Let's jump back over a year ago, to May of 2015. I had graduated from university with Honours in Political Sciences. I had gone on a two week vacation to Laos and Thailand, two of the best weeks of my life that had followed four of the best years of my life. I was in a good place. I was in an amazing place, the world was my oyster. And that oyster certainly was not ready for me.
I spent the next four months unemployed. I adopted applying for jobs as a full-time job, and was disappointed time and time again. I formed a routine that repeated day after day: I would wake up whenever I wanted, had a coffee, sat down to watch CNN and open up my laptop to look for jobs. I became one with CNN, basically a news anchor myself. Then I would spend some time gaming, followed by cooking dinner for the household. Rinse and repeat, day after day.
This is not a blog about that routine, nor the state of mind that I adopted during those four months; that will be a blog for another day. I should consider myself relatively lucky, many recent graduates go more than a year without a job. But this is not a blog about unemployment rates or the economy either. That would take multiple blogs.
This is a blog about happiness.
The part of that routine that I want to focus on is watching CNN almost religiously. It got to the point where my partner and her family would – and still – make jokes about how I would always put it on. The thing is, for a few months now at least, I haven't turned CNN on at all. In fact, I usually ignore most news outlets. The only news I will look at are articles shared by those I follow on Twitter, or the curated selection I have chosen on my Google News feed. On top of that, it has been nearly a year since I have logged into my Facebook account.
But I am not just here to list off miscellaneous things that I have stopped viewing. Like I said, this blog is about happiness. I thought that going on Facebook and keeping up with my friends and acquaintances would make me happy. I thought that letting CNN imprint itself into my brain and knowing exactly what was going on (although the bias of mainstream media did not escape me, even then) would make me happy, too. And then I decided to stop.
I had grown sick of hearing of the atrocities going on throughout the world every single day. I became weary of the xenophobic, ignorant, disgusting things that somehow managed to worm their way onto my Facebook feed, no matter who I blocked or removed. It was like a non-stop assault on my mind, wicked talons trying to drag me down into the muck.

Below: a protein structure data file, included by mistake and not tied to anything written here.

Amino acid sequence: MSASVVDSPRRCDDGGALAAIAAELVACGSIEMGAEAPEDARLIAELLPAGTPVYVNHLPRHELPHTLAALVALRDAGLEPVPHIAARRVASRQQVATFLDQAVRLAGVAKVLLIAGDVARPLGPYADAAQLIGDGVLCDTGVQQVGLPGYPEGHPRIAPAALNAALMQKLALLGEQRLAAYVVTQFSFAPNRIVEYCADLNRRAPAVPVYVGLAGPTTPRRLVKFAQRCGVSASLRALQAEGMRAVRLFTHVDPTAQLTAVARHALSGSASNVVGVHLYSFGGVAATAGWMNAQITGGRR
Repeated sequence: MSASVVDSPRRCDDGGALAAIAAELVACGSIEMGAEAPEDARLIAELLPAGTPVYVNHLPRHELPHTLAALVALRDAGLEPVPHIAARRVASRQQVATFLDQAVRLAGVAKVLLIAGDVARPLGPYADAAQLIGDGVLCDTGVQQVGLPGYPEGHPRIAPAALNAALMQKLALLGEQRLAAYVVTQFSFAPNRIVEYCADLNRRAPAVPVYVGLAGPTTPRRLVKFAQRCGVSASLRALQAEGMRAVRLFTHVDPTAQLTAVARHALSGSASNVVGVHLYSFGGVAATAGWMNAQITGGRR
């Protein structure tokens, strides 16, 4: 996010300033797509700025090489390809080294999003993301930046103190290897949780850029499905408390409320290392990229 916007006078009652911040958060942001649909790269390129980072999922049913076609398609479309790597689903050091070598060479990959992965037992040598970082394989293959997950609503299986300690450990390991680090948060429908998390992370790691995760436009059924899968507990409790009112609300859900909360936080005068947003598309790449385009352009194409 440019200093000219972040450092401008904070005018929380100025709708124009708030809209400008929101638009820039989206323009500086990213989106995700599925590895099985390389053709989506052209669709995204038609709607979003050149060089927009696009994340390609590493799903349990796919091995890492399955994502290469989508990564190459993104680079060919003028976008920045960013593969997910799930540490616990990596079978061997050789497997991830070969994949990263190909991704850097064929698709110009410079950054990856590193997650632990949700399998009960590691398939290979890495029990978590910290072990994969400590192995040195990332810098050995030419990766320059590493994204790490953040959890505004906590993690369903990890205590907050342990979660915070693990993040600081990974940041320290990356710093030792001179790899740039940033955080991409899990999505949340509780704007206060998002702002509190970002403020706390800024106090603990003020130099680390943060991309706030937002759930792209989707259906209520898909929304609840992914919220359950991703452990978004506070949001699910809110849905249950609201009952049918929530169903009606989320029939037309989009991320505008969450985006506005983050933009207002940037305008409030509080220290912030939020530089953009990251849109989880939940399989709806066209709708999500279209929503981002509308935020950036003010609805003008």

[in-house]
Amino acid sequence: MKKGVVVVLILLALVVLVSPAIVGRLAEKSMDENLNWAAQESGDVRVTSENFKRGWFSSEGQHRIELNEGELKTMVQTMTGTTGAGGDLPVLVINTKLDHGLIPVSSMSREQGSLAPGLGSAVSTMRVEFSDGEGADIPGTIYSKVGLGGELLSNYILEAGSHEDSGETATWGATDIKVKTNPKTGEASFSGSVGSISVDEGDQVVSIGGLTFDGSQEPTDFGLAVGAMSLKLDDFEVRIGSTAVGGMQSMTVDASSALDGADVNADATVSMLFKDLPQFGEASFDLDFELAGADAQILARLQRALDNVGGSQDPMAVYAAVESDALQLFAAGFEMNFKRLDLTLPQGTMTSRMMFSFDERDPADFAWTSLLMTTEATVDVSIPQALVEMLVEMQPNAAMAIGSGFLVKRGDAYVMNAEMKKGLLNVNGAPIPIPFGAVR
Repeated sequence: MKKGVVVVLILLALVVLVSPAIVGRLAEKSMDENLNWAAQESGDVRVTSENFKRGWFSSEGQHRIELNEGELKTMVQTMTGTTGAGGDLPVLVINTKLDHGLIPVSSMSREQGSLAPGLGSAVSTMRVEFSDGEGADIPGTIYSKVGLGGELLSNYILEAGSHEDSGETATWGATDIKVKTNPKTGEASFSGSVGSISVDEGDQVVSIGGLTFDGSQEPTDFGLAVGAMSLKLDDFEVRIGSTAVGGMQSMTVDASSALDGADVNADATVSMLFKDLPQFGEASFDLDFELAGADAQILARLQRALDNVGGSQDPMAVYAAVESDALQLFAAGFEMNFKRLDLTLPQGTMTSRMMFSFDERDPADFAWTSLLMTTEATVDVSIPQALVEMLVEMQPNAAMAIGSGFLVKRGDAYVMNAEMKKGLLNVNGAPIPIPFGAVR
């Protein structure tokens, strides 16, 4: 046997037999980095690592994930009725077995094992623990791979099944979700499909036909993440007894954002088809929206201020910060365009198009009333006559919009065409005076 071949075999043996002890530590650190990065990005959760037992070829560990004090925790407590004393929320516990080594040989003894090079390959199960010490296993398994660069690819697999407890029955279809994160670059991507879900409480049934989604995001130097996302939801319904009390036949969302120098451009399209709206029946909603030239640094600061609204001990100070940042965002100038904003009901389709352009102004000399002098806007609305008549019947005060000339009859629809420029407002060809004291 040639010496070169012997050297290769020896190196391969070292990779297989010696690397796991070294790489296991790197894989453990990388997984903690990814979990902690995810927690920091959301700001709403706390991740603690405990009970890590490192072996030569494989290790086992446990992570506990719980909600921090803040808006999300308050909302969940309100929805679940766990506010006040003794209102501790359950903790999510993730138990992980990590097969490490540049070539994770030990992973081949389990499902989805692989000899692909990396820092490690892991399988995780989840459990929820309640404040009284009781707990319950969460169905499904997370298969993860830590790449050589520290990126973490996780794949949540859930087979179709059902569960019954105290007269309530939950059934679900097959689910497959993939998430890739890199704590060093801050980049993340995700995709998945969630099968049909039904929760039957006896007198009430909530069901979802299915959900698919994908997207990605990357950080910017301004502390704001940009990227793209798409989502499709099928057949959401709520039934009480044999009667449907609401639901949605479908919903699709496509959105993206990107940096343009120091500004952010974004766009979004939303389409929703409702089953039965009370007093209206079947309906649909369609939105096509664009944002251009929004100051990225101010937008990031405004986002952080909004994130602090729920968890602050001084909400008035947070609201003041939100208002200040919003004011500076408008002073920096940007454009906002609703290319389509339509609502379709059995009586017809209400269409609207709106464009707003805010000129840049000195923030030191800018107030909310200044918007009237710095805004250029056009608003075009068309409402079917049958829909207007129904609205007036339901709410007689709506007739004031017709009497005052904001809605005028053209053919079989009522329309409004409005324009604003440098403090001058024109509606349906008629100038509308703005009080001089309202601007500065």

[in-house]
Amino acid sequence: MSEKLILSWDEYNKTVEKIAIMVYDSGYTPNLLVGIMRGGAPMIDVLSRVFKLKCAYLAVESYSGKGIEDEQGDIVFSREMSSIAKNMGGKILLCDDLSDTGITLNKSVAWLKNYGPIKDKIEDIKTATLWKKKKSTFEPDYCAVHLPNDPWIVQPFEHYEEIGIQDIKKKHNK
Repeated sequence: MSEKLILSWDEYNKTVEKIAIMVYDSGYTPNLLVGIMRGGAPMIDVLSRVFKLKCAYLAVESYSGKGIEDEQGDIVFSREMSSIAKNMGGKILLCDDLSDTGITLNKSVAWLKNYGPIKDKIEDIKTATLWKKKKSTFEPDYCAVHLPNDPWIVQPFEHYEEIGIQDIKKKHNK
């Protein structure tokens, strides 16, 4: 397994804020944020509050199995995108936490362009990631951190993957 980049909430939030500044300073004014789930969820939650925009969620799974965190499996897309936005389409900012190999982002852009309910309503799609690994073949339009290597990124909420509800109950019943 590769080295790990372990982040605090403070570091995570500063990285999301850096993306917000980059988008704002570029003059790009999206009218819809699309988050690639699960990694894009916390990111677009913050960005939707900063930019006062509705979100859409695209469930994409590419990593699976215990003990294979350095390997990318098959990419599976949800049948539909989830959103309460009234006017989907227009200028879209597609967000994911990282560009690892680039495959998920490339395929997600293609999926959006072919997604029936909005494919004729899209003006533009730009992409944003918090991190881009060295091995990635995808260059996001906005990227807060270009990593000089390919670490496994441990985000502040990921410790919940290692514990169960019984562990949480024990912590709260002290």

I believe that the negativity that resulted fueled some of the worst parts of those four months and I knew I had to make a change. And so I did, and it is one of the greatest changes I have ever made.
I am not going to berate you with statistics about the effects of being happier. If you want, you can Google the many studies done about it. I can tell you that, to me, the change was immediate and it has been lasting. The power of having a smile on your face, or of having negative thoughts almost non-existent in your mind, has been tangible for me. Productivity increases, I want to get out more, what I do is done better. People around you become happier because it is contagious, people you don't know want to get to know you because you exude joy like a cologne.
The thing is, happiness is not a random occurrence. Happiness is not someone that comes and knocks on your door, it is not dependent on the wind or the temperature of the day. For most of us, happiness is a choice or the result of our choices. You can choose to get rid of things that take away from your happiness, filter out that which upsets you and only let what you want through the net. You are in complete control.
Now, I am not being insensitive to those suffering from depression. I have had friends suffering from the condition and have seen firsthand – to the absolute worst outcome – the effects of depression. And I am not one who can tell you how to treat depression. But I genuinely believe that the steps towards happiness are the same no matter where you are right now.
You have to choose to be happy. Get rid of what makes you unhappy and choose to surround yourself with what makes you feel better. Life is too short to be bombarded by hate and fear. Take that first step. It is not the roadmap to happiness, but it is a start. You have the destination and the first step. The rest is for you to figure out and tell the world about.